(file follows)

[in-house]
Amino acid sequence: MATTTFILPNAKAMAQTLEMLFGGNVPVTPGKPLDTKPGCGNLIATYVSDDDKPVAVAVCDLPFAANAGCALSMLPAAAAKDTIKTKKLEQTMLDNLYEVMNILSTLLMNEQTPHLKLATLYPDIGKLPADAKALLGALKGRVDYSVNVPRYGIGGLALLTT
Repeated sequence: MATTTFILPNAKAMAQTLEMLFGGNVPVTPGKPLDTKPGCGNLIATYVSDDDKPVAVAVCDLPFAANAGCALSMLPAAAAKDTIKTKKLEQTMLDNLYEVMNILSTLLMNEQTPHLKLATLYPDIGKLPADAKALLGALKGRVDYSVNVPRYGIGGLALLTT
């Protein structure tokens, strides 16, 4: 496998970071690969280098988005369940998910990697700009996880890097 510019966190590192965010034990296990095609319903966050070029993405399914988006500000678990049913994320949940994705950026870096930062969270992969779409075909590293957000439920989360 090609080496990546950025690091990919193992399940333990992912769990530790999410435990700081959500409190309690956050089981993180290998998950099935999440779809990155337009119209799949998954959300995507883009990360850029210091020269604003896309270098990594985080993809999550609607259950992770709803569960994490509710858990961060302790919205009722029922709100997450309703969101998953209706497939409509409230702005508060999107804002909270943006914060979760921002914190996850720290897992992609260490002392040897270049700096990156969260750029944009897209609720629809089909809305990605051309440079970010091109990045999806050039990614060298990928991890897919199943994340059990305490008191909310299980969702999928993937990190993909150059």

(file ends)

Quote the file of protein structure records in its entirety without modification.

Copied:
[in-house]
Amino acid sequence: MATTTFILPNAKAMAQTLEMLFGGNVPVTPGKPLDTKPGCGNLIATYVSDDDKPVAVAVCDLPFAANAGCALSMLPAAAAKDTIKTKKLEQTMLDNLYEVMNILSTLLMNEQTPHLKLATLYPDIGKLPADAKALLGALKGRVDYSVNVPRYGIGGLALLTT
Repeated sequence: MATTTFILPNAKAMAQTLEMLFGGNVPVTPGKPLDTKPGCGNLIATYVSDDDKPVAVAVCDLPFAANAGCALSMLPAAAAKDTIKTKKLEQTMLDNLYEVMNILSTLLMNEQTPHLKLATLYPDIGKLPADAKALLGALKGRVDYSVNVPRYGIGGLALLTT
């Protein structure tokens, strides 16, 4: 496998970071690969280098988005369940998910990697700009996880890097 510019966190590192965010034990296990095609319903966050070029993405399914988006500000678990049913994320949940994705950026870096930062969270992969779409075909590293957000439920989360 090609080496990546950025690091990919193992399940333990992912769990530790999410435990700081959500409190309690956050089981993180290998998950099935999440779809990155337009119209799949998954959300995507883009990360850029210091020269604003896309270098990594985080993809999550609607259950992770709803569960994490509710858990961060302790919205009722029922709100997450309703969101998953209706497939409509409230702005508060999107804002909270943006914060979760921002914190996850720290897992992609260490002392040897270049700096990156969260750029944009897209609720629809089909809305990605051309440079970010091109990045999806050039990614060298990928991890897919199943994340059990305490008191909310299980969702999928993937990190993909150059």